Started by passengerpigeon, April 12, 2022, 06:11:57 PM
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Quote from: jamespetts on April 15, 2022, 12:50:48 PMThank you for the report - I have removed the non-jetway apron retirement and added class definitions to the DC-6B. As to the minimum runway lengths - do you have data as to the correct minima for these aircraft? There is no point in changing these data unless we can be sure that we are changing them to the correct values.
Quote from: Spenk009 on April 13, 2022, 02:56:45 PMFor power, there is a limitation/bug in the physics engine, where increasing power does not increase actual top speed. Also Iirc, cruising speed is used for top speed as this is where planes are flown. If you can list what is wrong with evidence why it's wrong, a pull request is very likely to be accepted.
Quote from: jamespetts on May 24, 2022, 11:27:55 PMAs to runway lengths, I know that most of these have been researched and calibrated very carefully by Giuseppe over the years, so I am reluctant to change them without being able to be very confident that the replacements are part of a consistent system applicable to all aircraft.
Quote from: jamespetts on May 25, 2022, 11:43:34 PMThank you for that. I have now recalibrated the air resistance for those aircraft, too, which I think fixes the problem.As to runway length - if I am to adjust this, what I will need is a consistent and sensible way of going from readily available data for the whole range of aircraft in the pakset to the in-game number, since we do not simulate varying takeoff and landing weights. I should note that we cannot assume for these purposes that all aircraft will be going on short journeys with minimum fuel, since it is planned in due course to introduce an overseas journey feature, which would involve simulating aircraft and ships travelling to long-distance off-map destinations and back, making full use of the range parameter of existing aircraft. Currently, I do not know what such a consistent system would be.
Quote from: passengerpigeon on May 27, 2022, 12:46:25 AMI think that a better way of doing things would be to look up examples of the longer routes operated by each aircraft type, and then out of these long routes, which airports had the shortest runways, to get a good idea of what runway length was needed in practice to depart with a nearly full load. This is relatively easy to research, at least for newer planes (the old ones apart from the Viscount, JU-52 and Trimotor seem pretty accurate already). For instance, Airliners.net says that the 727-200 operated flights in excess of four hours from Minneapolis-St Paul to the Caribbean and Mexico, flying to Ixtapa with a runway of only 2500m and an even longer trip to Montego Bay-Sangster with a runway of 2,653m, in both cases configured in a high-density layout. The same website says that the 747-100 operated from Minneapolis to Tokyo-Narita, at the upper limit of its range, with the longest runway at Minneapolis being 3,355m. Because of the fact that the 747-100 had a particularly poor power to weight ratio, I still think that runway requirements for the other widebodies and the Boeing 707 should be capped at 3,048m, if no information can otherwise be found confirming that they can take off nearly full in a shorter distance.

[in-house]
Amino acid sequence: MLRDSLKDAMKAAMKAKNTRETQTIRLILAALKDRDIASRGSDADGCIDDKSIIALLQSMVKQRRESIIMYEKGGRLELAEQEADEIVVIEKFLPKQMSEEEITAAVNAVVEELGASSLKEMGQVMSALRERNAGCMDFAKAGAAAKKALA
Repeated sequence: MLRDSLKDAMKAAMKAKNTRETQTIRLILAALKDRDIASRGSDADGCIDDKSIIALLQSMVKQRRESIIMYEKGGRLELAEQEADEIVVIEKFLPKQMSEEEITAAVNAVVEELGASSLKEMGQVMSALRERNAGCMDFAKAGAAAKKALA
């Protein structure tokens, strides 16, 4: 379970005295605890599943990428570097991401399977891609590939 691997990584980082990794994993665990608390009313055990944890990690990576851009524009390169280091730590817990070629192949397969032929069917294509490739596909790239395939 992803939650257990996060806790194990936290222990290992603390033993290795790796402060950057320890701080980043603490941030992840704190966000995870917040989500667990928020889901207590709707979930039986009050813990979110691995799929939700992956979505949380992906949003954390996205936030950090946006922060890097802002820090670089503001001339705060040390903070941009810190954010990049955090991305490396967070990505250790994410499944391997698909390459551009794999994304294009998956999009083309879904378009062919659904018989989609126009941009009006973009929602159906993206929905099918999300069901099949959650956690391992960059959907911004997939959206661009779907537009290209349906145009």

Quote from: 1993matias on July 24, 2022, 08:45:48 PMMy apologies for digging up an old topic. One way to satisfy the requirement of easily available runway data would be to use minimum runway length requirements. If the only other option is to use maximum possible runway requirement in a worst-case scenario, then this might actually make more sense. Aircraft rarely fly at 100% allowed weight, thus rarely using maximum runway requirements. Minimum runway length should be available for most popular aircraft types on wikipedia, which usually takes data from Jane's All The World Aircraft, a reputable source.